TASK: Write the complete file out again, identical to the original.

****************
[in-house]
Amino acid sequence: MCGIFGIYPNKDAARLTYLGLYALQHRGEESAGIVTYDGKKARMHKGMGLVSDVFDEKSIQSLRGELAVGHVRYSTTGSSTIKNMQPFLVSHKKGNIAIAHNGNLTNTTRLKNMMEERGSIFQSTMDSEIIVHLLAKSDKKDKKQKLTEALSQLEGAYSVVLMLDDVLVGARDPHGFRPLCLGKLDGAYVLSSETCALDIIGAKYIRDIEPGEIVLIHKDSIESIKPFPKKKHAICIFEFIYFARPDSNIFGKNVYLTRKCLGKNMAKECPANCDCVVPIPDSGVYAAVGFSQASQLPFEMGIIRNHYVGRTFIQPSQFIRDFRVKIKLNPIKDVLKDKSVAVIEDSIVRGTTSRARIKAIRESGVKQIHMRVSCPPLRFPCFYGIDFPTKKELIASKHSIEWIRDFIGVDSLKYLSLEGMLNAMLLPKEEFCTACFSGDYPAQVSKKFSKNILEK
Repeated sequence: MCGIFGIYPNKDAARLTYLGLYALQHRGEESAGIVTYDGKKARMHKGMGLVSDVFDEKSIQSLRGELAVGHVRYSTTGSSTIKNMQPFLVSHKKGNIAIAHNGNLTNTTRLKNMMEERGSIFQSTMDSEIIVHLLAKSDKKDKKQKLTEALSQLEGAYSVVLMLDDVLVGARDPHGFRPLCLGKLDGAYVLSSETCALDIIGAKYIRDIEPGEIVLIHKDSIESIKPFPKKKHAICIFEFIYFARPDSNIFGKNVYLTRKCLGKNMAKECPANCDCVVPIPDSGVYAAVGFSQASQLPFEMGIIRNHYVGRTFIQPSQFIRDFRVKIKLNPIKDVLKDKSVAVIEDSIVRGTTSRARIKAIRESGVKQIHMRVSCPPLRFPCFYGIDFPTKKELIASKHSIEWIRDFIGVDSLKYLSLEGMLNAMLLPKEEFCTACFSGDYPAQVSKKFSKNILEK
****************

[in-house]
Amino acid sequence: MCGIFGIYPNKDAARLTYLGLYALQHRGEESAGIVTYDGKKARMHKGMGLVSDVFDEKSIQSLRGELAVGHVRYSTTGSSTIKNMQPFLVSHKKGNIAIAHNGNLTNTTRLKNMMEERGSIFQSTMDSEIIVHLLAKSDKKDKKQKLTEALSQLEGAYSVVLMLDDVLVGARDPHGFRPLCLGKLDGAYVLSSETCALDIIGAKYIRDIEPGEIVLIHKDSIESIKPFPKKKHAICIFEFIYFARPDSNIFGKNVYLTRKCLGKNMAKECPANCDCVVPIPDSGVYAAVGFSQASQLPFEMGIIRNHYVGRTFIQPSQFIRDFRVKIKLNPIKDVLKDKSVAVIEDSIVRGTTSRARIKAIRESGVKQIHMRVSCPPLRFPCFYGIDFPTKKELIASKHSIEWIRDFIGVDSLKYLSLEGMLNAMLLPKEEFCTACFSGDYPAQVSKKFSKNILEK
Repeated sequence: MCGIFGIYPNKDAARLTYLGLYALQHRGEESAGIVTYDGKKARMHKGMGLVSDVFDEKSIQSLRGELAVGHVRYSTTGSSTIKNMQPFLVSHKKGNIAIAHNGNLTNTTRLKNMMEERGSIFQSTMDSEIIVHLLAKSDKKDKKQKLTEALSQLEGAYSVVLMLDDVLVGARDPHGFRPLCLGKLDGAYVLSSETCALDIIGAKYIRDIEPGEIVLIHKDSIESIKPFPKKKHAICIFEFIYFARPDSNIFGKNVYLTRKCLGKNMAKECPANCDCVVPIPDSGVYAAVGFSQASQLPFEMGIIRNHYVGRTFIQPSQFIRDFRVKIKLNPIKDVLKDKSVAVIEDSIVRGTTSRARIKAIRESGVKQIHMRVSCPPLRFPCFYGIDFPTKKELIASKHSIEWIRDFIGVDSLKYLSLEGMLNAMLLPKEEFCTACFSGDYPAQVSKKFSKNILEK